Out of character and in trouble

  • Published
  • By Gene Kamena and Navy Capt. Scott Askins
  • Air War College
Editor's note: This is the first in a two-part series on character and leadership. The second part discusses warning signs and ways to stay in character.

Many good things have occurred in the military over the past two years, to include the successful drawdown of U.S. forces in Iraq, NATO-led military operations in Libya and the training of Afghan security forces; yet there is one statistic that eclipses these gains and successes. In 2011 alone, 25 naval officers, two brigade commanders and a wing commander were relieved of duty.

These officers spent years, even decades, developing character traits required to meet the challenges and responsibilities of senior leadership in today's armed forces. What causes some officers, upon attainting positions of greater responsibility, to supplant hard-earned lessons obtained over decades of successful and honorable military service with bad behavior emanating from character flaws?

The reasons for dismissals over the past two years run the gamut of causes, but nearly all of them can be lumped into the overarching category of acting out of character. This is defined as acting out of the accepted professional and personal norms, and in a manner dissimilar to what is typical of a leader's demonstrated past behavior.

Given the rigorous screening process for command, the high rate of firings is simply staggering. Considering an assembly of senior officers deliberate for days to ensure only those most capable are selected to lead our Soldiers, Sailors and Airmen, it is astonishing to see the numbers of senior leaders relieved this past year.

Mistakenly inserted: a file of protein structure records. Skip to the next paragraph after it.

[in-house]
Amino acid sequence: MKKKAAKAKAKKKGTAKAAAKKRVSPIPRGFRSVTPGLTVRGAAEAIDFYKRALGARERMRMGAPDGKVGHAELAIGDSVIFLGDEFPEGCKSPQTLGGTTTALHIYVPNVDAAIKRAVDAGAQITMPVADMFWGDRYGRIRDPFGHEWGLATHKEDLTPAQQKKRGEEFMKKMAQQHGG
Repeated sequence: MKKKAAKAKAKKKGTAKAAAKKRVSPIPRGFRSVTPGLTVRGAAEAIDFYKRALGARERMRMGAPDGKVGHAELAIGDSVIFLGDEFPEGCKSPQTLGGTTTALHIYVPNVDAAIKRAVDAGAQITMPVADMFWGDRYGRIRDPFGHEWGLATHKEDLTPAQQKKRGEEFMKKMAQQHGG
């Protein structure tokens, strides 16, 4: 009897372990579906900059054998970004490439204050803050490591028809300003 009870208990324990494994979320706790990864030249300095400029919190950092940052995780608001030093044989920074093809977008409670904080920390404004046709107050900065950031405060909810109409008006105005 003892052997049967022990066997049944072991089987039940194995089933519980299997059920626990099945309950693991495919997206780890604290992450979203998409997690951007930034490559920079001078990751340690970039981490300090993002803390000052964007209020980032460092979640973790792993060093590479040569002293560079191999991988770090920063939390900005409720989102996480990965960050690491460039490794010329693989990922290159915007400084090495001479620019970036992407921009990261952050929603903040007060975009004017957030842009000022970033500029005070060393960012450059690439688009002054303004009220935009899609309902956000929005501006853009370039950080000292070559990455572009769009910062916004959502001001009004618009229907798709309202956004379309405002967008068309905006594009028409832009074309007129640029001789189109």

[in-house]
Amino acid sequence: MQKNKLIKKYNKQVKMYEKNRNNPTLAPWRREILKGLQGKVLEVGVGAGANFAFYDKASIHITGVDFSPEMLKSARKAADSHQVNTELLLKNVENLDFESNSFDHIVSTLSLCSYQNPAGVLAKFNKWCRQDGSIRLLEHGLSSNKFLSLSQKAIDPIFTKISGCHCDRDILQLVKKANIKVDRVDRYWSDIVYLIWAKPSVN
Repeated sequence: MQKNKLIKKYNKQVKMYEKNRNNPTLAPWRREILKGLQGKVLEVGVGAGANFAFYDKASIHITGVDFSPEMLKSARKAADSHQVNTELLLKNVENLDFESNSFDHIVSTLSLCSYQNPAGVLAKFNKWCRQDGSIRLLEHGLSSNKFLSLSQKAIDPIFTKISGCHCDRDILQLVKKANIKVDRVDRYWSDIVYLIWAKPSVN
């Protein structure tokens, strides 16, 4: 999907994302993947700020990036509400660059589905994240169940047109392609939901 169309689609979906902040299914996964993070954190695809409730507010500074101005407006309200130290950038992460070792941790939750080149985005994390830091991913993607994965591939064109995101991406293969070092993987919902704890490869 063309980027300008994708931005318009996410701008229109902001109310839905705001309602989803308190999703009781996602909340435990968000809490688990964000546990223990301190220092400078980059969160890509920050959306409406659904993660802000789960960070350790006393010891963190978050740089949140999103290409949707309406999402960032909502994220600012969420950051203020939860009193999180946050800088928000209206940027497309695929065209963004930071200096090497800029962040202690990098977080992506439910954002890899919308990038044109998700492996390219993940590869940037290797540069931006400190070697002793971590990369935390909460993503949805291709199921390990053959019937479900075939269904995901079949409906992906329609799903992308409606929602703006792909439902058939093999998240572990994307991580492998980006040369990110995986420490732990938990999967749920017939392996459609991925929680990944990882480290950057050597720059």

It is impossible to determine with certitude why those leaders made the out-of-character decisions they did, decisions that ultimately led to a loss of confidence in their ability to continue in positions of trust and authority.

When leaders behave badly, when they act out-of-character, they do more than just let themselves down. They let us all down. Leaders have been groomed, mentored and guided over the years, and then were chosen to lead based on exhibited and sustained superior performance. They represent the best among us. They live where competition is fierce and lapses in judgment are never tolerated.

What causes leaders to act out-of-character?

They believe their own press. Throughout their careers they have outpaced their peers and been lauded through annual appraisals as "the best of the best," "beyond reproach" and "water walker." As such, all institutions send signals by selecting people for positions of authority, promoting people to higher ranks, selecting people to attend elite schools. It is easy to see how success and reinforcing signals can easily be interpreted as "I am special."

Institutional pressure and pressure to conform is lessened as leaders advance in their careers. At some point in the career of most, they become the institution and help define what is and what is not acceptable.

They take an "I deserve this" or "just this once" attitude. Successful people work hard and choose to sacrifice for the good of the organization. Some leaders develop a "they owe me" attitude, as in, "They owe me for the years of hard work and sacrifices made to achieve personal and organizational success."

They like it too much. Power and control can be intoxicating. For some, their worth as a person and as a leader is measured by the amount of power and control they exert over others. This kind of leader, the power monger, tends to treat others poorly, for they see other people simply as a means to an end, not as a means in and of itself.